’s debut album, released in March, comes with a title that sounds like a provocation.
“English Rose” might conjure up images of a beauty that is delicate and traditional, but on the record, the 24-year-old singer-songwriter seems ready to dismantle any notions of what a typical English rose is supposed to look or sound like.
For #GucciGig to showcase Gucci Eyewear, Constance directed and produced a zine with graphic designer Morgan Benjamin and photographer Sophie Jones, whose own work documents London’s youth culture. With images from her recent European tour, it distils all of Connie’s raw energy and promise into a physical object. The titles of her songs, all of which are co-written or written by Connie herself, appear scrawled like headlines to a manifesto of the near future.
Amidst the commanding text are pasted photos of Connie on and off-stage, wearing Gucci’s bold oversized glasses in Havana acetate and soft grey leather. She looks exactly the way she sounds: unapologetic, confident and utterly alive.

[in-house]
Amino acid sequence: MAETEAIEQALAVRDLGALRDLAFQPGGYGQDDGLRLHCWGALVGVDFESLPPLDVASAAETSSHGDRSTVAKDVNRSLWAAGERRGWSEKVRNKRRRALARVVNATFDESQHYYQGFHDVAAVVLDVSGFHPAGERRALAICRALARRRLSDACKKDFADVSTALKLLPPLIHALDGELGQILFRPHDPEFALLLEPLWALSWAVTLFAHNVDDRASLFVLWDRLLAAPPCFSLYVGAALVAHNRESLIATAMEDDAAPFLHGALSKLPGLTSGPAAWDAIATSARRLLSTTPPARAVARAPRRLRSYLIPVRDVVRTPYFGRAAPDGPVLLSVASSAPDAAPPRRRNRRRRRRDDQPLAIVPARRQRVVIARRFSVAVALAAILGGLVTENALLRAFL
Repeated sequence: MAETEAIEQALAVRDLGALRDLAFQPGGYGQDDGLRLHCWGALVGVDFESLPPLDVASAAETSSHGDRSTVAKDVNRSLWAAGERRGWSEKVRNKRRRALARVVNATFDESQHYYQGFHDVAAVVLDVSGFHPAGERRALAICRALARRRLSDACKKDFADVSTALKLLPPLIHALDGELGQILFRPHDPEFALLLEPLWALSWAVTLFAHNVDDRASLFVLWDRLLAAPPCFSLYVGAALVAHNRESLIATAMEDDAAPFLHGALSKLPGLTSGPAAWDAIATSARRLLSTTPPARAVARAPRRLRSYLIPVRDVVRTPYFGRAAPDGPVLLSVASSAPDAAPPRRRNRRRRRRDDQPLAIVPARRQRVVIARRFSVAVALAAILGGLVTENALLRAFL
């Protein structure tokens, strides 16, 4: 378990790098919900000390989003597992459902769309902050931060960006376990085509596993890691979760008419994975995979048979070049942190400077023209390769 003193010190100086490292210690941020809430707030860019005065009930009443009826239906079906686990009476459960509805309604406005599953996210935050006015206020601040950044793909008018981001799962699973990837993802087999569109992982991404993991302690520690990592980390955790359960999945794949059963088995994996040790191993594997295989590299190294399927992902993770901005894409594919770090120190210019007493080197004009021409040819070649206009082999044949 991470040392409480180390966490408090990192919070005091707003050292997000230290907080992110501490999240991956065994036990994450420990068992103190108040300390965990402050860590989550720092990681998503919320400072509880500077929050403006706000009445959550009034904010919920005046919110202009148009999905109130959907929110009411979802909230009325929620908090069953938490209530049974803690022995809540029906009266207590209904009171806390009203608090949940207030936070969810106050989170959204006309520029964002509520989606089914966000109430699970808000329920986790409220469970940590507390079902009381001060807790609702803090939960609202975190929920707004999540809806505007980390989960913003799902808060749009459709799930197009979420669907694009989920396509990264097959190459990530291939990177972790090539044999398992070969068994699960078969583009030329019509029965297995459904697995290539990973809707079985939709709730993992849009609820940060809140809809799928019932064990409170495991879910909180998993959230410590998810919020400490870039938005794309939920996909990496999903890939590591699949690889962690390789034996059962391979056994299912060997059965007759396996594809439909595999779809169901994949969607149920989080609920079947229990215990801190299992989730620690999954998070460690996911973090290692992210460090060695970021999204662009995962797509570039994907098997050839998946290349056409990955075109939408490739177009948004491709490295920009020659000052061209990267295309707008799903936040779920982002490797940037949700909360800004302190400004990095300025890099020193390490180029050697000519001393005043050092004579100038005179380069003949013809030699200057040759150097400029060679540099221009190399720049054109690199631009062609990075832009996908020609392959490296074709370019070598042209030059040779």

Her album’s title track is a cover of The Jam’s romantic ballad of homesickness and yearning. Under Connie’s watch the song becomes wholly fresh, telling new tales of British identity and longing. Clearly there’s something about her homeland’s punk history and DIY ethics that appeals to her.
That unfiltered confidence is key to who Connie is. Growing up as the only person of dual heritage in a white family, she moved to London to attend dance school at 16. Connie soon quit to get serious about her music, fusing Soul, jazz, R&B, and classic British indie rock together into a sound that is entirely her own.
In the lyrics to ‘Bloody British Me’, she riffs on all the ways in which she resembles stereotypical images of British life, as well as all the ways she defies them. It’s a statement of intent, and it says that Connie won’t be easily categorised, instead forging a path that is unique to her.
— Ana Kinsella